The Influence of Provider Characteristics and Market Forces on Response to Financial Incentives
Brock O’Neil, MD; Mark Tyson, MD; Amy J. Graves, SM, MPH; Daniel A. Barocas, MD, MPH; Sam S. Chang, MD, MBA; David F. Penson, MD, MPH; and Matthew J. Resnick, MD, MPH
Regionalization of healthcare is increasing as independent practices join hospitals and healthcare networks and larger groups and younger physicians favor employed positions.1-3 Furthermore, concentration of cancer care is advocated by several studies to improve medical and surgical management of multiple disease states.4-6 These changes have the potential to reduce variation in care delivery and increase care coordination, resulting in reductions in unnecessary spending and ultimately improved outcomes.7-10 Yet, such benefits have been balanced by concerns surrounding potential increases in cost associated with reductions in competition.11-14
Patterns of cancer care delivery remain heterogeneous with inconsistent reaction to market forces.15,16 Although observed variation in cancer care is due, in part, to differences in patient and disease characteristics, there remains considerable unexplained variation at the physician level.17,18 The complex relationship between physician behavior and loco-regional market forces remains poorly characterized.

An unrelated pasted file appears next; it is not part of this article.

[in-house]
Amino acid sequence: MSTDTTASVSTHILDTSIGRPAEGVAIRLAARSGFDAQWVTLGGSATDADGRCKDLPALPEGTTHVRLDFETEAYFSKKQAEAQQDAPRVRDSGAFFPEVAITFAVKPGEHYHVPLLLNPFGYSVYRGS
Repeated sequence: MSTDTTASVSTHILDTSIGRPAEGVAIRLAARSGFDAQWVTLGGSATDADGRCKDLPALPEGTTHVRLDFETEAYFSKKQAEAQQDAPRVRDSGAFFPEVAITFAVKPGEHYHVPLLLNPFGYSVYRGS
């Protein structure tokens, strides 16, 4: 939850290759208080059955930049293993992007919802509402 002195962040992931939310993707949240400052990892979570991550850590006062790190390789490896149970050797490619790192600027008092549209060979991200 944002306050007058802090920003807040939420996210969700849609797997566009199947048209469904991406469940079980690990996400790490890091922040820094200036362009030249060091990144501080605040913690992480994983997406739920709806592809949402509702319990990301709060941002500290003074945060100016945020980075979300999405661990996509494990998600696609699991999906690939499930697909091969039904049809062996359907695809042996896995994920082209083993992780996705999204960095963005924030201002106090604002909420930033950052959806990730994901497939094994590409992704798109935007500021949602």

Treatment of bladder cancer incurs remarkable costs and exhibits significant practice heterogeneity.19,20 Previous work has evaluated changes in diagnostic and treatment patterns of bladder cancer as a result of changes to physician payments in the Medicare fee schedule and demonstrated inefficient and costly alterations in practice.21 In brief, this work found that, despite payment incentives with strong face validity to shift bladder cancer care from high-cost facility-based locations (operating room or ambulatory surgery center) to physician offices, providers increased the total number of procedures performed as opposed to substituting site of service to optimize the value of bladder cancer care delivery. Additionally, this work demonstrated an increase in procedural redundancy and decreased diagnostic yield.